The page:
*Edit: of course, we're talking about College Stadiums here. It's not an issue for Pro Sports until the video thing I said. But when Fall comes I'm going to have my WPRB.com broadcasts interrupted by fucking Uhmmercan Footbal every other day, and I fucking DONATE to that station, so tweet away, tweeters.
  7.  (6619.10)
    Plus, how does a tweet such as, "Shit, that was a sweet shot!I totally got a boner from that, lulz" (hypothetical) step on CBS' toes?


    One issue becomes what constitutes a broadcast -- if you ever look at what espn.com (and others) do with gamecasts, they build up a nice depiction of what's going on in the game merely from real-time text play by play and visual depiction of raw information. I presume they're paying for the right to do that, at least as part of their overall agreements with various college conferences and pro leagues.
  8.  (6619.11)
    No way anyone will get around that. In other news, people stop smoking pot at concerts, illegal music and movie downloads end for good, and Kim Jong Il completely denuclearizes North Korea out of good will.


    Right, although it could merely be a move to help prevent the scout.com and rivals.com's of the world from aggregating and using that to build live game "broadcasts" without paying for it.
    •  
      CommentAuthorbrittanica
    • CommentTimeAug 18th 2009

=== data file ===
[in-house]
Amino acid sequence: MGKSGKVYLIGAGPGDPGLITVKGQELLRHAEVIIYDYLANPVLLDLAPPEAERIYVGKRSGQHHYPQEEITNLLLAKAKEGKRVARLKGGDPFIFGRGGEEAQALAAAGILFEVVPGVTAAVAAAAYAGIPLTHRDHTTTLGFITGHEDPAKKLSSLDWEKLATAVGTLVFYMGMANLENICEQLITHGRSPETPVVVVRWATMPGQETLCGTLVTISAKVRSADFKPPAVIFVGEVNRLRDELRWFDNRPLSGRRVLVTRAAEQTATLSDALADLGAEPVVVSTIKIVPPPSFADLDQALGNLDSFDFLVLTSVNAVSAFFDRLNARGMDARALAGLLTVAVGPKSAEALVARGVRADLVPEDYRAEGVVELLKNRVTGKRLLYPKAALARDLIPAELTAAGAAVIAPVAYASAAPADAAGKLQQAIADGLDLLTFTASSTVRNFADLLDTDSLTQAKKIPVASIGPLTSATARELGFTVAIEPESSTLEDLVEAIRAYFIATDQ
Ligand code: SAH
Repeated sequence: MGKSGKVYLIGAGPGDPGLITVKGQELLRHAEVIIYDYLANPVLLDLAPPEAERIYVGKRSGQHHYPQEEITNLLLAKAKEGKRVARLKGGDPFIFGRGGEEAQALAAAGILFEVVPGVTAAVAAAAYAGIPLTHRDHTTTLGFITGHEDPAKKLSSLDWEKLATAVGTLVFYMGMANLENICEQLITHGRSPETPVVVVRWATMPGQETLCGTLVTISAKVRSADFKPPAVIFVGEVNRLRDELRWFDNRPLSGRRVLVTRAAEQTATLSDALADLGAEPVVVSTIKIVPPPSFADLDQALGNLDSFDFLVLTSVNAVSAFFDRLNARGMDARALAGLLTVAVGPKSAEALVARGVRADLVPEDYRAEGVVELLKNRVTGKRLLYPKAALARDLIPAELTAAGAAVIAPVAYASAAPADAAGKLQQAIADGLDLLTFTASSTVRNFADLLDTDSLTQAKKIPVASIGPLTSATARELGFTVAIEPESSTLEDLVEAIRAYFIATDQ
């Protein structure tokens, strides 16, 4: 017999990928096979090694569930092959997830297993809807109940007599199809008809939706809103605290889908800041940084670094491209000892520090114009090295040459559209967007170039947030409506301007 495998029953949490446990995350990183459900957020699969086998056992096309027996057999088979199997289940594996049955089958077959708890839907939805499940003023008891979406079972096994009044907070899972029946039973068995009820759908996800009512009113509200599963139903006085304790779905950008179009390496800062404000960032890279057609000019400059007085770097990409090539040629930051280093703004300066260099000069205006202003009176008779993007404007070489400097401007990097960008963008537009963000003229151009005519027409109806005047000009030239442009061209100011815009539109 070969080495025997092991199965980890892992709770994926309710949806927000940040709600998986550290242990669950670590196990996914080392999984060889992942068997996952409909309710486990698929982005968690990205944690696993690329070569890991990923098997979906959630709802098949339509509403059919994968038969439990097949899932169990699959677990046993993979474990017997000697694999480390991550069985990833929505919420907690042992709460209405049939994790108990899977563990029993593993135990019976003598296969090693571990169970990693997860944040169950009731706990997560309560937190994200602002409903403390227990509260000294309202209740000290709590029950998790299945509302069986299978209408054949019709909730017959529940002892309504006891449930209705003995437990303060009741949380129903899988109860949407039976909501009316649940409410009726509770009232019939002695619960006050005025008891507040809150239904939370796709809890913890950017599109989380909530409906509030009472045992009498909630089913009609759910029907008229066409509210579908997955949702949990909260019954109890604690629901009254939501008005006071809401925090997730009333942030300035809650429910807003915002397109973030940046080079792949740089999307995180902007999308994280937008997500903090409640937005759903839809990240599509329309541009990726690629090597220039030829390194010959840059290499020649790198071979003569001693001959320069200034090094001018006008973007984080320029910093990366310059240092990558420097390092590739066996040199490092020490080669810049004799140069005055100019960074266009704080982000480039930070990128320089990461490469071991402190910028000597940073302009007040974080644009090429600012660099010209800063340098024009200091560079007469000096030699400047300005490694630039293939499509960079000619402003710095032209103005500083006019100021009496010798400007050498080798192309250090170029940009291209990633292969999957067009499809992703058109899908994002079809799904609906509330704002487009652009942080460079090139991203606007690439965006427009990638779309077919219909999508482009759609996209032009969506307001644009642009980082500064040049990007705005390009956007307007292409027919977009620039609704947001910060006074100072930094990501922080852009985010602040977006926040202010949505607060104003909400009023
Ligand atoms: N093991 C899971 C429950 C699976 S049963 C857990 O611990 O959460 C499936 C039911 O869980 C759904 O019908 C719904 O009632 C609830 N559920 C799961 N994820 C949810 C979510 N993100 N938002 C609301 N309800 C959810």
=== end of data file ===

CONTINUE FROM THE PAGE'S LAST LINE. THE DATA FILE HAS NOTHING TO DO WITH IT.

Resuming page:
(6619.12)
    So is this ALL social media?
    If you happen to be texting your friends on the other side of the stadium, asking them where they'd like to eat after the game, is a security guard just going to haul you out? If you're "caught", is anyone going to even ask what you're doing?
    Or, as the wording scares me into believing, are they going to try to follow every bit of social media back to the person who sent it and send them a notice?
    If I didn't think would fail horribly, I'd start worrying about how this kind of mentality is going to reach my Twitter feed.
  9.  (6619.13)
    @Mark Seifert, that's interesting. As I don't follow sports (I'm with BrianMowrey on this one) I didn't know about gamecasts. However, that's a very dedicated way of disseminating information about the game. My thought was that unless you follow the tweets of a lot of people at a game, you're not going to get the same kind of info-dump as a sports journalist interpreting what's happening on the pitch. Or field. Or whatever it's called.

    I guess this is why I think the whole thing is worrying. CBS are maintaining a copyright over not just broadcast of the game, but all information pertaining to the game and what happens within the walls of the stadium, be it tweets about certain plays, or texts from family member to family member taunting each other over final scores. Thin end of the wedge etc. etc.